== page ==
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I would not tow 8000 pounds through the rockies with a non big-tow, it will do it but it will be a struggle.
 

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wojowojo16 said:
I would not tow 8000 pounds through the rockies with a non big-tow, it will do it but it will be a struggle.
I respectfully disagree. I live in an area where there are nothing BUT hills and 6% grades are the norm. My truck is a non-big-tow truck and it does just fine towing my 7,000# travel trailer. The rear axles are the same in the trucks, it's just the gears that are different. The BT gears just allow for higher engine RPMs when towing. Tow in 4, allow the engine to rev up and it will tow fine.

You really have two things you need if you're going to tow that much weight: Decent tires and a weight-distributing, sway-cancelling hitch. The crummy tires the trucks come with aren't stiff enough for good control, and they will overheat when loaded with as much as you want to put on them. You can get a set of LT-rated tires for not that much money, and it is money well spent. Get a set of rims and save the tires the truck came with for burnouts and drifting.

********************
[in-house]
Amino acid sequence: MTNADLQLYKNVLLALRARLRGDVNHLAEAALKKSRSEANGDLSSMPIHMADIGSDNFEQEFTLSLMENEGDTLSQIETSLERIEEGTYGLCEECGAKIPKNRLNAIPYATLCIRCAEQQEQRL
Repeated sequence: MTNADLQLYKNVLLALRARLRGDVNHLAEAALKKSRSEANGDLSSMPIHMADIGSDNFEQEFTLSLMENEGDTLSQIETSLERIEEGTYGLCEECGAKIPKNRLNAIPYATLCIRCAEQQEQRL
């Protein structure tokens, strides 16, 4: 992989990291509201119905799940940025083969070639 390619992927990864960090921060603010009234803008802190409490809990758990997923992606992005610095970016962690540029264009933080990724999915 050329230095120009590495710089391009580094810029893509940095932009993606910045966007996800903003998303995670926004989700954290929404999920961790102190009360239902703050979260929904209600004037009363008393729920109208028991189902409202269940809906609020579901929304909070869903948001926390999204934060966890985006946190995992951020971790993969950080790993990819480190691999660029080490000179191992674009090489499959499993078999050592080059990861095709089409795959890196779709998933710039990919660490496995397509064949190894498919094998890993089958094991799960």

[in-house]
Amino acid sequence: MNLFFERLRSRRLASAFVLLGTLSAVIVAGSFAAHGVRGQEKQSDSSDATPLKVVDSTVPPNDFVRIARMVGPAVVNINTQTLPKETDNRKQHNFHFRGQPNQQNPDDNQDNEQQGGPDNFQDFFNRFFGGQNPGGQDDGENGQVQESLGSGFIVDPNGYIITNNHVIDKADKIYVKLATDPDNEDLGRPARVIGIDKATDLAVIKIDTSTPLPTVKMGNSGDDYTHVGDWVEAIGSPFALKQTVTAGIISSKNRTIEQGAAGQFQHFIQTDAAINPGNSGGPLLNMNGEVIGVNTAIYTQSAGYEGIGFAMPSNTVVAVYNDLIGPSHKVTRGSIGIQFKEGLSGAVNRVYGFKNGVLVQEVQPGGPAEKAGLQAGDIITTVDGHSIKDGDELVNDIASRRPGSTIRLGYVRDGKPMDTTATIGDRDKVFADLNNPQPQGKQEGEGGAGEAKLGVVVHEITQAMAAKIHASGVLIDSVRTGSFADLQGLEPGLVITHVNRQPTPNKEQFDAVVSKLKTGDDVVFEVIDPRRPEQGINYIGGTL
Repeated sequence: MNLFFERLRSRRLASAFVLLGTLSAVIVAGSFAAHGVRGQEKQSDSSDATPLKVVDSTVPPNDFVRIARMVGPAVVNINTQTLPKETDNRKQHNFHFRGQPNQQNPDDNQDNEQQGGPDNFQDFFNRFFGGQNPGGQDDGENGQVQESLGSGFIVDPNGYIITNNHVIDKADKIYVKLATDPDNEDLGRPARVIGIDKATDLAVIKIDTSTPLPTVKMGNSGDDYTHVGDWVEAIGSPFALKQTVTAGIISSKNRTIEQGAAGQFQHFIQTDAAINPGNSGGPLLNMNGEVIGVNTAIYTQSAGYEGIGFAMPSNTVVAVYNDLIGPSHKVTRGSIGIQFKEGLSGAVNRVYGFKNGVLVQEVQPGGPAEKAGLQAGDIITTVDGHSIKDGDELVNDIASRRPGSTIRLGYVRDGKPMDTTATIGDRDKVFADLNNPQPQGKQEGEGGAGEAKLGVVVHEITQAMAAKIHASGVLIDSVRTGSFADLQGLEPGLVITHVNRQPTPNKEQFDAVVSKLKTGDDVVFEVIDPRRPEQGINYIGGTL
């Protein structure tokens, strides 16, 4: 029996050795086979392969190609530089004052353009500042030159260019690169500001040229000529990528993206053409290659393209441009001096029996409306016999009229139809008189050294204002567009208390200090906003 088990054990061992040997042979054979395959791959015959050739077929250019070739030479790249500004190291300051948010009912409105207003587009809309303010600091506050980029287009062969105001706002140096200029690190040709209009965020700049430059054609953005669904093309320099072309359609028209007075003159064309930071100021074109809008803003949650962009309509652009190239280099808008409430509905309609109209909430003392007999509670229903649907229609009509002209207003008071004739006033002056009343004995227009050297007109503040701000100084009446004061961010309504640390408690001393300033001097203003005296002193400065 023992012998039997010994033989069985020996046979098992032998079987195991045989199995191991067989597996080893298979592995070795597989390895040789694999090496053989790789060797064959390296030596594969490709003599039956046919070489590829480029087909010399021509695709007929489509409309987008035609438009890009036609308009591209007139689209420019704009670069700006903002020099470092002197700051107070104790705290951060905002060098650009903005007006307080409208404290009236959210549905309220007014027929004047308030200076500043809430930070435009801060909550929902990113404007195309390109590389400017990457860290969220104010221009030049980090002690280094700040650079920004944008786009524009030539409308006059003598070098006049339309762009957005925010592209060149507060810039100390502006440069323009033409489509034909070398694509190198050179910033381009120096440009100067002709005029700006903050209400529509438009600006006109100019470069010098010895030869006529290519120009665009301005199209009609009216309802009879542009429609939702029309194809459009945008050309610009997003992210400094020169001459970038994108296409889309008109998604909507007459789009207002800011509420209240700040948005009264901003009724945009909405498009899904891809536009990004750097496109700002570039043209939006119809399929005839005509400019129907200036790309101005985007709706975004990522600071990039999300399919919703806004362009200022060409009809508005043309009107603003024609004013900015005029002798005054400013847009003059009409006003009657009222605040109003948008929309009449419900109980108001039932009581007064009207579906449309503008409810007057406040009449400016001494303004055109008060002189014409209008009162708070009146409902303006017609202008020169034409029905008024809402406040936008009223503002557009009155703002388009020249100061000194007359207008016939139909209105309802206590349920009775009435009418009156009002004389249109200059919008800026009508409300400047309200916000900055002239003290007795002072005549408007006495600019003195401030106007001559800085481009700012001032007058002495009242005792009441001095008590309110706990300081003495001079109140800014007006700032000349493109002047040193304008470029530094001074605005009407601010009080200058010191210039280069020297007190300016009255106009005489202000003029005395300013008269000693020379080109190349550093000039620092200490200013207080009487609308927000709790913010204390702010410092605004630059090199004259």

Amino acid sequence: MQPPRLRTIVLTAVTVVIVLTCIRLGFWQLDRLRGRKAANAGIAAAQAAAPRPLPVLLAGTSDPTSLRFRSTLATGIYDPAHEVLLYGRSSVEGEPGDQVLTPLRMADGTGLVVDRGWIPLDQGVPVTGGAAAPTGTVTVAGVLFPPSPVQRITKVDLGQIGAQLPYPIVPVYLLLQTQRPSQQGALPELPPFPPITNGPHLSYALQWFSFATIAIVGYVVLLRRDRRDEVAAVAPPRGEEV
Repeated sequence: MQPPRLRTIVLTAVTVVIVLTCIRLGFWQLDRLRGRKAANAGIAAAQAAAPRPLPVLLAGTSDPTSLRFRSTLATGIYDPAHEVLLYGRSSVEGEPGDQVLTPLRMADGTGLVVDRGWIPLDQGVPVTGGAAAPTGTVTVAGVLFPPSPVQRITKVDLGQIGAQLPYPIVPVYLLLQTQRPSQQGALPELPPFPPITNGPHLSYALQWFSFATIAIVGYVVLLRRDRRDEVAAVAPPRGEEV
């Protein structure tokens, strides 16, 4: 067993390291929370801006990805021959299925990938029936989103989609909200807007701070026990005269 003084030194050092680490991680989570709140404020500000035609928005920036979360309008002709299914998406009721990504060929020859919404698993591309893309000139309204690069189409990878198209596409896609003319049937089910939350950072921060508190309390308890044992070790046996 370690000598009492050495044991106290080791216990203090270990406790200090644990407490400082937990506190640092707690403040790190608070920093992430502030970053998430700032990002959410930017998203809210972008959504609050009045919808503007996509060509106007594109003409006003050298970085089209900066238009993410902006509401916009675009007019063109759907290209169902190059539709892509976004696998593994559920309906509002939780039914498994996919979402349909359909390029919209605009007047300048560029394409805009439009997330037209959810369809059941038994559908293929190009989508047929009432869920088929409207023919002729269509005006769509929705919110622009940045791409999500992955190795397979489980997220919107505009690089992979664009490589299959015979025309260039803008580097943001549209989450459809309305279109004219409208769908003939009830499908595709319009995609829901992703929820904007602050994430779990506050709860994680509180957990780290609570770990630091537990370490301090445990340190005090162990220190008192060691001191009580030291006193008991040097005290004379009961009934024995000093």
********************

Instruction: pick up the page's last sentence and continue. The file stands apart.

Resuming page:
And yes, you DO need to spend the bux on a sway-cancelling hitch. You can move the hitch to other vehicles and trailers, so you're not going to lose any money. It's worth it in the long run to have a more comfortable experience and TO BE SAFE. Personally, I tow with a Reese, but there are lots of good choices available. Go somewhere where they know their business and they will set you up right.

Good for you, you're approaching this the right way: checking with other owners and tapping their expertise. FWIW, I've towed for some 30 years with a LOT of different cars and trucks, and I congratulate you on owning one of the best tow vehicles out there.

And you should check your book about first-time towing. In mine, it said to keep speeds under 50 for the first 500 miles of towing duty. They mean what they say - the gears are under heavy load, so they are meshing much more deeply than they normally do - there are parts of the teeth that haven't come in contact with each other and therefore aren't self-polished. That self-polishing action generates heat, and as the gears become polished, they mesh without creating excess heat. You hold the speed down initially to allow that greater heat to happen and dissipate without problems.

Hope this helps. :cheers:
 

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rgrtitan said:
If so, anyone know a good brand / cheap price to pick up a weight distribution hitch at? I know I'm going to have to drive through the Rockies, and that is a bit of a concern.